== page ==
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The Muscular System

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Introduction

The Muscular System Task One In the human body, there are 21 major muscles. Muscle Movement Example in sport Biceps Flexion and supination of forearm Pull- ups Triceps Extension of forearm Press- ups Deltoids Anterior deltoids: flexion of shoulder, Middle deltoid: abduction of shoulder, posterior deltoid: extension of shoulder Bowling a cricket ball / rounders ball etc. Pectoralis major Horizontal flexion and adduction of shoulder Forehand drive in tennis Rectus abdominus Anterior support to lumbar spine, holds the ribcage and pubis in place, assists forcing air out of lungs Rectus femoris Extension of knee Kicking a ball Vastus lateralis Extension of knee Kicking a ball Vastus medialis Extension of knee Kicking a ball Vastus intermedius Extension of knee Kicking a ball Semimembranosus Flexion of knee Bending knee before kicking a ball Semitendinosus Flexion of knee Bending knee before kicking a ball Biceps femoris Flexion of knee Bending knee before kicking a ball Gastrocnemius Plantar flexion of the ankle and knee flexion Running Soleus Plantar flexion of the ankle and knee flexion Running Tibialis anterior Dorsiflexion of ankle Running Erector ...read more.

Middle

Your skeletal muscles function almost continuously to maintain your posture, making one tiny adjustment after another to keep your body upright. Skeletal muscle is also important for holding your bones in the correct position and prevents your joints from dislocating. Some skeletal muscles in your face are directly attached to your skin. The slightest contraction of one of these muscles changes your facial expression. Smooth muscle: Smooth muscles are around the body in the form of blood vessels, organs and in the eyes. They work automatically without you being aware of them. Smooth muscles are involved in many 'housekeeping' functions of the body. Its functions include blood flow regulation, mixing food in the stomach, pushing urine through the system and dilating the pupils. Cardiac muscle: The heart is made of cardiac muscle. This type of muscle only exists in the heart. Unlike other types of muscle, cardiac muscle never gets tired. It is completely autonomous and works constantly without ever pausing to rest. ...read more.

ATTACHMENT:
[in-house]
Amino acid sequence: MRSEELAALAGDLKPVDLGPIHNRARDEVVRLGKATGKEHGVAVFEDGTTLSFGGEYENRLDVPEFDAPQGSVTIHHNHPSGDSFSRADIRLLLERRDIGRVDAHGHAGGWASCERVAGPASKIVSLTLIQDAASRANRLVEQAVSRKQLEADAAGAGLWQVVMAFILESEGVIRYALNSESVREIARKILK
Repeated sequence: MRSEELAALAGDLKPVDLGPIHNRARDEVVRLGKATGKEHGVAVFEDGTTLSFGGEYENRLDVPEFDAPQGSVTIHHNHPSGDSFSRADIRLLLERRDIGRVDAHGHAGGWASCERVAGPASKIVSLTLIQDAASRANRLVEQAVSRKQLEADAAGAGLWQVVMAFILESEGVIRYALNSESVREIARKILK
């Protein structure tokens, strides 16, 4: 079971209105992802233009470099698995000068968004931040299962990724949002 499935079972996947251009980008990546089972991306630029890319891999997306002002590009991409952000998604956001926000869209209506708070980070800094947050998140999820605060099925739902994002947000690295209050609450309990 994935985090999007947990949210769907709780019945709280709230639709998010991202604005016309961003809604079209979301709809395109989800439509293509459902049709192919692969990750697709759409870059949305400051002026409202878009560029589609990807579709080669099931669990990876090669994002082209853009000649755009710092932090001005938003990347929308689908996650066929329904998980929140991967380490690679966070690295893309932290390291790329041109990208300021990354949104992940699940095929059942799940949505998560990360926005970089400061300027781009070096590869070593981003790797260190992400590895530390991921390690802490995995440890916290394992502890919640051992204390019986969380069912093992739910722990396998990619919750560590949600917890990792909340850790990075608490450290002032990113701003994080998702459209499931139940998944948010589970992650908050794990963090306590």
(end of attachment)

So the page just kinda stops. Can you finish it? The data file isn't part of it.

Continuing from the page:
Conclusion

- Type IIb (Fast twitch glycolytic) - These muscles fatigue quickly, but they are capable of producing higher forces. They have fewer mitochondria, low aerobic enzyme activity and few capillaries. They are a white colour due to poor blood supply. Sports associated: sprinting, weightlifting, high jump. - Type IIa (Fast twitch oxidative glycolytic) - These muscles have similar traits to both Type I and Type IIb fibres. They have more mitochondria than type IIb, higher aerobic enzyme activity than type IIb and denser capillary concentrations. They are a white colour due to poor blood supply. Sports associated: 800m, basketball etc. Fast twitch fibres may be capable of faster and stronger contractions, but are less capable of generating energy through aerobic pathways and are less efficient at utilising ATP and therefore fatigue quickly. Athletes with large proportions of fast twitch fibres are, therefore, more suited to power or short duration events. Slow twitch fibres may be capable of producing energy via the aerobic pathways and are less prone to fatigue, but they are less capable of generating strong or quick muscle contractions. Athletes with large proportions of slow twitch fibres are, therefore, more suited to endurance events. ...read more.

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